It is interesting to have a look at the Western reception of Japanese photography in the last three decades. After a few initial exhibitions on Japanese photography in the 1970s and early 1980s – like the first and seminal show New Japanese Photography at the MOMA 1974 – the Western audience lost interest in this exceptionally productive period of time and in Japanese photography in generally. It took almost a decade that the interest in Japanese photography revitalized, but this time the interest focussed on contemporary Japanese photographers like Nobuyoshi Araki (first solo show in the West 1992), Hiroshi Sugimoto or Toshio Shibata.
Historical Japanese only came into view again at the end 1990s with the world tour of the Daido Moriyama exhibition, produced 1999 by Sandra Phillips at the SFMOMA, and in 2004 with the exhibition “The History of Japanese Photography” by Anne Tucker at the Museum of Fine Art Houston.Ann Tucker’s catalogue will be the reference publication on Japanese photography for many years to come. This kind of meandering reception of Japanese photography led to the surprising result that “the most important figure in Japanese postwar photography” is still much less known as the photographers who developed their work with or against him. Of course this photographer – who had been labeled the “godfather” of Japanese photography by an artist I met in Tokyo recently – is Shomei Tomatsu.

Recently I had the pleasure to initiate the first solo exhibition of Shomei Tomatsu in Germany, which is currently on show at Galerie Priska Pasquer.

Shomei Tomatsu at Galerie Priska Pasquer Cologne
Exhibition: March 13 – April 17, 2010

Shomei Tomatsu: Prostitute, 1957 © Shomei Tomatsu

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Asako Narahashi, recent works

Last year Asako Narahashi began to photograph outside in Japan, mainly in Dubai and Korea. Here is a squence of four works from Korea. Like for her previous series “half awake and half asleep in the water” again she found a very poetic title: “Coming Closer and Getting Further Away”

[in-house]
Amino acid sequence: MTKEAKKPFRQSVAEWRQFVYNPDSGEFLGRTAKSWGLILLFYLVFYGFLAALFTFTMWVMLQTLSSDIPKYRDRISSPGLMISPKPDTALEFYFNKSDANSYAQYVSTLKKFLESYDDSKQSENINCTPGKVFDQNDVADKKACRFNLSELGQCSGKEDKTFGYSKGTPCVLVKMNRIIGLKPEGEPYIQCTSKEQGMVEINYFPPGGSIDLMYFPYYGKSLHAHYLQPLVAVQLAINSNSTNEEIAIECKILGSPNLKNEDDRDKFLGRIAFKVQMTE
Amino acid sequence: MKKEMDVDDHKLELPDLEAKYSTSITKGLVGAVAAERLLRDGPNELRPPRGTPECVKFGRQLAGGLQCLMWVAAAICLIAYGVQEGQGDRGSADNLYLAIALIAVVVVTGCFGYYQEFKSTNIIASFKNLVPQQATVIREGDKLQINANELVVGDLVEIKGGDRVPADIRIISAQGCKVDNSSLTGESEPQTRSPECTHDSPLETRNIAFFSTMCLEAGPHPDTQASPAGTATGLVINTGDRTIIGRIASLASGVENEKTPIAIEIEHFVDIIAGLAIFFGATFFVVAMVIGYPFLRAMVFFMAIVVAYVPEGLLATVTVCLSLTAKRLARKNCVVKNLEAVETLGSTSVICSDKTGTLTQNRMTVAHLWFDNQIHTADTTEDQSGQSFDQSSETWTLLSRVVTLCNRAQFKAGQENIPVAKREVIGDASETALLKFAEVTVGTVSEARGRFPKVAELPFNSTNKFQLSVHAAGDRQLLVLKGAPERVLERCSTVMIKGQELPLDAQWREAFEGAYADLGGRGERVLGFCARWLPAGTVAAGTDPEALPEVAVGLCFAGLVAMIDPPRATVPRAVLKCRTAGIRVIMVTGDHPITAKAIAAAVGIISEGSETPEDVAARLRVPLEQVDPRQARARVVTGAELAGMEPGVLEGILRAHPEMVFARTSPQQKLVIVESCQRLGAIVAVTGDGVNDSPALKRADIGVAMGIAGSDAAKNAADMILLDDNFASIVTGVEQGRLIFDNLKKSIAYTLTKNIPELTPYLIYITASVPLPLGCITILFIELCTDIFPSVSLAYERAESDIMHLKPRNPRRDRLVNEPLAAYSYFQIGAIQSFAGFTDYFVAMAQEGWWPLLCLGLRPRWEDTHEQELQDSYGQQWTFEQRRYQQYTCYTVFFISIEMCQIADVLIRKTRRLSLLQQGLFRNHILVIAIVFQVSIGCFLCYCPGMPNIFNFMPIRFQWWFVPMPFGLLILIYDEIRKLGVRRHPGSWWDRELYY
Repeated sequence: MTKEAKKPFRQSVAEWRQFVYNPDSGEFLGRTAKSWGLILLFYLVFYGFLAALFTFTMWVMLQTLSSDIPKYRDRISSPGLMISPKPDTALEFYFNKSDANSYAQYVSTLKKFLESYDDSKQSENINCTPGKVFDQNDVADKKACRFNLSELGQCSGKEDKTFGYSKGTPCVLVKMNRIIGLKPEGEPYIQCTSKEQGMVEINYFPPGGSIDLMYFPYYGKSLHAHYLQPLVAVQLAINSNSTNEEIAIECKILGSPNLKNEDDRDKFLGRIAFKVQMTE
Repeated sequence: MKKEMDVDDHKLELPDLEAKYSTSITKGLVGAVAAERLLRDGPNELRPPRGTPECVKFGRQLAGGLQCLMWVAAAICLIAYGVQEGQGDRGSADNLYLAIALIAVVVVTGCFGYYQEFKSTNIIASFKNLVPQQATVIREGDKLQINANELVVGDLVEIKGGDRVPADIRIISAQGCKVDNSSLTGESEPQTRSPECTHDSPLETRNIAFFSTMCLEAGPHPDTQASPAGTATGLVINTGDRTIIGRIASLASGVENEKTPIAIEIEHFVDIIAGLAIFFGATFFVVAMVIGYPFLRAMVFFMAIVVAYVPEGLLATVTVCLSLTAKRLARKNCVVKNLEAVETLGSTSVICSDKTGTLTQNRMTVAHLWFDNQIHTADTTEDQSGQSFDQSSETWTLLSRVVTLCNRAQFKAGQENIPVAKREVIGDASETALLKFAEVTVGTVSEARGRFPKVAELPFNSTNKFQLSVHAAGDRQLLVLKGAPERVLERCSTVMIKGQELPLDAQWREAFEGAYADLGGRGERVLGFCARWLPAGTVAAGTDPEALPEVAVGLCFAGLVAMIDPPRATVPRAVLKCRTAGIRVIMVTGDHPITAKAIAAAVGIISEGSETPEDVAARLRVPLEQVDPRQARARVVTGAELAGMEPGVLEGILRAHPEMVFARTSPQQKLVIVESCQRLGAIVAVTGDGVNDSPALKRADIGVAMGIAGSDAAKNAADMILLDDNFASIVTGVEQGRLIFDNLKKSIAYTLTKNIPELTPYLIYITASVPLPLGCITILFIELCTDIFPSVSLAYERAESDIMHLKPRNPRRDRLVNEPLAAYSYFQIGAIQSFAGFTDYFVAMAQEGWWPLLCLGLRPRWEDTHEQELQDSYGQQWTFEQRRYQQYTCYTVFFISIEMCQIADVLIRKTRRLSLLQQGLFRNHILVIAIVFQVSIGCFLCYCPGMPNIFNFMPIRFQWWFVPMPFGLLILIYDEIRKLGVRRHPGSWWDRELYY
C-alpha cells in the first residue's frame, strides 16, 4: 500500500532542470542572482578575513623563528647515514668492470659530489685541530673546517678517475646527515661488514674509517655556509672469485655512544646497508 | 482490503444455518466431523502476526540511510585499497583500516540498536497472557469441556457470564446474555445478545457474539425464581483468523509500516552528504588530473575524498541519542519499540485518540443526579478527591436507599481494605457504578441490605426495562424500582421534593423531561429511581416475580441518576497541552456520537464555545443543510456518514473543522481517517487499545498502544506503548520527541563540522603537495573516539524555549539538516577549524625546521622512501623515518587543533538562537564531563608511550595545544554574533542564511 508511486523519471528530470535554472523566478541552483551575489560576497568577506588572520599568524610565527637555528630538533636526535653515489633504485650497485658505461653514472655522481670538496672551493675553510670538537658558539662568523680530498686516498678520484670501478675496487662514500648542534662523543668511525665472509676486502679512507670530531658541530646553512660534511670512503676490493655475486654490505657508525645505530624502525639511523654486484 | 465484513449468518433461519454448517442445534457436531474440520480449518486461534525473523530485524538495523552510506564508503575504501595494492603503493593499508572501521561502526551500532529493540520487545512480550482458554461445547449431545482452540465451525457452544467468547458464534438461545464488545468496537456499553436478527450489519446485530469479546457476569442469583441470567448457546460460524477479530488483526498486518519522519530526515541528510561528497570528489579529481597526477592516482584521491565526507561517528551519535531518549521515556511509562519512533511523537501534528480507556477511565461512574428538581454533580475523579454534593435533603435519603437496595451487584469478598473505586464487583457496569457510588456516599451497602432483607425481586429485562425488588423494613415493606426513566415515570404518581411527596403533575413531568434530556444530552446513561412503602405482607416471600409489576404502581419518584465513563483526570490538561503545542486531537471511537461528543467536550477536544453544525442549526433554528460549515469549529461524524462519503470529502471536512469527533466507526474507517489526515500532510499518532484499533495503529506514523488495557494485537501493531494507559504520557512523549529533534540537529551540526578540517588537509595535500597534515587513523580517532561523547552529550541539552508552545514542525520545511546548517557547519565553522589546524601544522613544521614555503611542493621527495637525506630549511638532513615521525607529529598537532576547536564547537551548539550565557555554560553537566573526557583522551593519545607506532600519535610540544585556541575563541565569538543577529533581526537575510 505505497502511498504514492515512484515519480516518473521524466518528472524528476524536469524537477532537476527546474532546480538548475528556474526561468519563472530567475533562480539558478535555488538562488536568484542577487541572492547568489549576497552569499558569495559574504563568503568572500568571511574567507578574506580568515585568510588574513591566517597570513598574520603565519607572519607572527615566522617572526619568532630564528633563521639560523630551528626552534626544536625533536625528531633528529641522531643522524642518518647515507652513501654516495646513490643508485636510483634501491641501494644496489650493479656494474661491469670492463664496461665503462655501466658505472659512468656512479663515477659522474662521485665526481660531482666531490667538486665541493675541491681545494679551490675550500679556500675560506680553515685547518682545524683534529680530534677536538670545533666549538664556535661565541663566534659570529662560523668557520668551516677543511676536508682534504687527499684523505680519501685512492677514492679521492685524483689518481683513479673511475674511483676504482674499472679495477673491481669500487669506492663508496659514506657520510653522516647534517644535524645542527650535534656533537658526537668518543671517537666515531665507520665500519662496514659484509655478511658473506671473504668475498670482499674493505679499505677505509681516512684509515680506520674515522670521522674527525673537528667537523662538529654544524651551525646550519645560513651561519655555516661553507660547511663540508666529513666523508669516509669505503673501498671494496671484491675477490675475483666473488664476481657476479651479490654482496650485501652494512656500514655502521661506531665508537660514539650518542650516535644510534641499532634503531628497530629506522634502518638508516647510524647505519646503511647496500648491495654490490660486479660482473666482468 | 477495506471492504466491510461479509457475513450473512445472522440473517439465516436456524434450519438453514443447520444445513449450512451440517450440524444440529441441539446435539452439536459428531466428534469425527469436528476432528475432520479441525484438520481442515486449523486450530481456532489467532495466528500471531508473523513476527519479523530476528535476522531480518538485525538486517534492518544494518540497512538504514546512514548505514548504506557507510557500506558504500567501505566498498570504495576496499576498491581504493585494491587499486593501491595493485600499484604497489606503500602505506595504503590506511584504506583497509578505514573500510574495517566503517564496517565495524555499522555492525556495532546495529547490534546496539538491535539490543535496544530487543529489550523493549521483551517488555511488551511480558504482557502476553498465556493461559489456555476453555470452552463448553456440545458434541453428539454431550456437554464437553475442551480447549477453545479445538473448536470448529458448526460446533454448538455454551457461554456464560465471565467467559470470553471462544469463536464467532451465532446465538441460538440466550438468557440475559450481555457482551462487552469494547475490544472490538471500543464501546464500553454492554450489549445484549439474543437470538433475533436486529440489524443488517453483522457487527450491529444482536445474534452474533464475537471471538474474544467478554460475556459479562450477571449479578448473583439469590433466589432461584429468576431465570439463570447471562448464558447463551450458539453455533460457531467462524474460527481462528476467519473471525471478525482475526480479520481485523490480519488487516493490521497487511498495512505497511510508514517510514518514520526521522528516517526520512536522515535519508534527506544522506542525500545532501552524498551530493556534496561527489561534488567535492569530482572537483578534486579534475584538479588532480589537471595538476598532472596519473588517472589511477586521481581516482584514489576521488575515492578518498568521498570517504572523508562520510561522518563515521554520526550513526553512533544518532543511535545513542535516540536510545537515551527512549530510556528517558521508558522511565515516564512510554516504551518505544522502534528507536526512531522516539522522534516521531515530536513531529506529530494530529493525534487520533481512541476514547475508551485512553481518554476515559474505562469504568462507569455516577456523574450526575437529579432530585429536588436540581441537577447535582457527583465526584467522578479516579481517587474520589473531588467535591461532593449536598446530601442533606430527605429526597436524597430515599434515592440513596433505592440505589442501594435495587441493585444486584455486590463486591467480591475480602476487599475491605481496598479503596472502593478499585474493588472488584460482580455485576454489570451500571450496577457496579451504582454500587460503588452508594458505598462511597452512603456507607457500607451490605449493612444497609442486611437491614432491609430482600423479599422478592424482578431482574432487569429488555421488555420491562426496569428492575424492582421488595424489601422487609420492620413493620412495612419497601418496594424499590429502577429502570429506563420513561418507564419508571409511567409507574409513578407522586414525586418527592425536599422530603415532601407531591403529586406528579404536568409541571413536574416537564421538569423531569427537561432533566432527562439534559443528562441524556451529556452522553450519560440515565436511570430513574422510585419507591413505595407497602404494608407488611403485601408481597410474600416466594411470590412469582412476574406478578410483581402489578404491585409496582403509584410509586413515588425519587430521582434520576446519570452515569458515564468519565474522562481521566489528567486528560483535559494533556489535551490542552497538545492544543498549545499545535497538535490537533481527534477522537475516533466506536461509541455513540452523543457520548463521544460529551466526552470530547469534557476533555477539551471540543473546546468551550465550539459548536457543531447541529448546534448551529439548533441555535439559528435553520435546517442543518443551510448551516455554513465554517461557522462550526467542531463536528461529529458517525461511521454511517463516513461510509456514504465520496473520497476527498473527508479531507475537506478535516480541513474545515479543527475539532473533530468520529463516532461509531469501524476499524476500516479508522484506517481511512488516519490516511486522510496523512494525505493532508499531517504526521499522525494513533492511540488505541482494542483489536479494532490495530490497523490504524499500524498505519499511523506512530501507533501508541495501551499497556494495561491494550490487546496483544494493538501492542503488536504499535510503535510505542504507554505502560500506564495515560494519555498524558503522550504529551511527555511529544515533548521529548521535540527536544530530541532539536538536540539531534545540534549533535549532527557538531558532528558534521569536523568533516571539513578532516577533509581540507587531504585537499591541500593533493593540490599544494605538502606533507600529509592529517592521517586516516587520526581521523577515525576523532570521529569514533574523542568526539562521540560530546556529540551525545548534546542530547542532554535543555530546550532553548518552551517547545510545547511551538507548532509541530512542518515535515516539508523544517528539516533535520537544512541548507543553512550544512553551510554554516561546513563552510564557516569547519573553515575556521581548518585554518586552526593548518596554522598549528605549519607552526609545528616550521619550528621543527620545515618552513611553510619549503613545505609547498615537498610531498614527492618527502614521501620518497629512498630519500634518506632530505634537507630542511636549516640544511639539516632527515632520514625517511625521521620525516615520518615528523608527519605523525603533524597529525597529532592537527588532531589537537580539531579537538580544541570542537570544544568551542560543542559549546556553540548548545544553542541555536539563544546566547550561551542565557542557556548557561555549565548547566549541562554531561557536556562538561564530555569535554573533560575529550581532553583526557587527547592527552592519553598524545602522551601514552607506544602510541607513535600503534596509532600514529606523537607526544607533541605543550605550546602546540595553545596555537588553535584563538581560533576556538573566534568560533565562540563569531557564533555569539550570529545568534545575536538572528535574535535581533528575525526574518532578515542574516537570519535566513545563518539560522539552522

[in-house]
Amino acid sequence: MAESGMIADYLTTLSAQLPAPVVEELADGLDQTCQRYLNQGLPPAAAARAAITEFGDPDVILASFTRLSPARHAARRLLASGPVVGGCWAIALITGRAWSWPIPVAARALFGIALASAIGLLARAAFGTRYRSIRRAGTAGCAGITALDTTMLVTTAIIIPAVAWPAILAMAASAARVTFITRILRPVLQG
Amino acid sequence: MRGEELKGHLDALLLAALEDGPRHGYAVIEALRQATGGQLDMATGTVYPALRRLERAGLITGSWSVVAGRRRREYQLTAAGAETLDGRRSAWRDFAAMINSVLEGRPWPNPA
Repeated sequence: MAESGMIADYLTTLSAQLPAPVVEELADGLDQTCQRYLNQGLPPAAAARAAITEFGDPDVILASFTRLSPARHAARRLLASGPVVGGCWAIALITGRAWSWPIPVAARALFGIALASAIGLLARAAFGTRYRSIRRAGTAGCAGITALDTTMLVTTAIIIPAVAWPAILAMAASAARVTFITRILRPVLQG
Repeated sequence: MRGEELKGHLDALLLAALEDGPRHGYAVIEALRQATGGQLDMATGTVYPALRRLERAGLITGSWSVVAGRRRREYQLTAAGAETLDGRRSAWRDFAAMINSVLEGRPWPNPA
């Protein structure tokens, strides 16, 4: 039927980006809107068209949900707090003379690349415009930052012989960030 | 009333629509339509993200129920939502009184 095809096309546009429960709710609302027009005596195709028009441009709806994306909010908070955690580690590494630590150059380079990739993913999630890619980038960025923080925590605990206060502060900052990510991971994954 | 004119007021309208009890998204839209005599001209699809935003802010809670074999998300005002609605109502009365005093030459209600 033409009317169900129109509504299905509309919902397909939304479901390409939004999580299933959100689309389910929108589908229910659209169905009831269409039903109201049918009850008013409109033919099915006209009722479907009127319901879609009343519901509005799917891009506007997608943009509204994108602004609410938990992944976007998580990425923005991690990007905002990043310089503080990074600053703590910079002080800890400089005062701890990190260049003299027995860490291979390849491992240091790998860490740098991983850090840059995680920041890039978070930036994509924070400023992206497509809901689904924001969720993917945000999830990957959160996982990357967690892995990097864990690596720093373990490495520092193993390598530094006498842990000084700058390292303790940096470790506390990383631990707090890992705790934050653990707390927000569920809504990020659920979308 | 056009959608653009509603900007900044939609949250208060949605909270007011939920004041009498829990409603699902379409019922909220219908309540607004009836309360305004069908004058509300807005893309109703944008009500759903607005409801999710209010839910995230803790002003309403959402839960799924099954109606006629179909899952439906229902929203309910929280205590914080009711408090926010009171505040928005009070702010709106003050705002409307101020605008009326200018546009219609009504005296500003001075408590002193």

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Ikko Narahara Exhibition in Cologne

I was quite busy the whole summer working Galerie Priska Pasquer on the program of Japanese photography – including a trip to Tokyo. One result of my work can currently be seen at our gallery:

Ikko Narahara – Photographs from the 1950s to the 1970s

It’s the first solo exhibiton of Ikko Narahara´s work in Germany and the first time that his vintage prints from the 60s and 70s are on show in a gallery.

Ikko Narahara: Island without Green #12, Gunkanjima, Nagasaki, from the series: 'Human Land', 1954-1957  ©Ikko Narahara

Ikko Narahara, born in 1931 in the Fukuoka Prefecture was self taught photographer. The response to his first (one week) solo exhibition in Tokyo’s only photo gallery was so positive that he decided to become a photographer. Soon after he took part in the groundbreaking photography exhibition ‘The Eyes of Ten’ in Tokyo in 1957. Two years later he became one of the co-founders of the legendary photo agency VIVO (in collaboration with Shomei Tomatsu, Eikoh Hosoe, Kikuji Kawada, and others), which was to be the epicenter for a new generation of Japanese photographers.

Ikko Narahara: Garden of Silence #03, Hakodate, Hokkaido, from the series: 'Domains', 1958  ©Ikko Naraharaa

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Must/should sees: Tokyo Photo fair/ The Provoke Era; Photography Now – China, Japan, Korea, at SFMOMA

TOKYO PHOTO 2009

It’s a little bit late, but for Tokyoites and current visitors to Tokyo not too late:  This weekend the first photography art fair is held in Japan: TOKYO PHOTO 2009. The fair is not that big – not to say quite small with 18 galleries participating, including four galleries from the USA. But some of the leading Japanese galleries have a booth like Tomio Koyama Gallery, Zeit-Photo Salon, MEM or Taro Nasu.

TOKYO PHOTO 2009 endeavors to be the foremost art fair of photography in Japan. The venue is located in the heart of international business and culture in Tokyo. To be held from September 4 to 6, Tokyo Photo 2009 will provide visitors with a unique opportunity to see and buy a wide range of photographic works from vintage prints to cutting-edge digitally enhanced images.

It would be great, if this first photography fair would be successful and would be repeated in the upcoming years. Until now we have two major photography fairs, Paris Photo in Europe and the AIPAD Photography Show New York in the USA. I think, a successful third fair in Asia would be an important tool to promote photography in Japan and nearby countries like China or Korea whose photography scenes are growing, but in which the market for photography still needs development. But of course, for this galleries from others Asian countries need to be included in future photography fairs…

Eikoh Hosoe: Man and Woman #6. 1960  © Eikoh Hosoe

THE PROVOKE ERA – Postwar Japanese Photography

I would love to see this show which opens on September 12 at the San Francisco Museum of Modern Art. The show is curated by Sandra S. Phillips, senior curator of photography at the SFMOMA. Sandra did already the two fabulous traveling exhibitions which introduced leading Japanese photographers to the West: Daido Moriyama in 1999 and Shomei Tomatsu in 2006.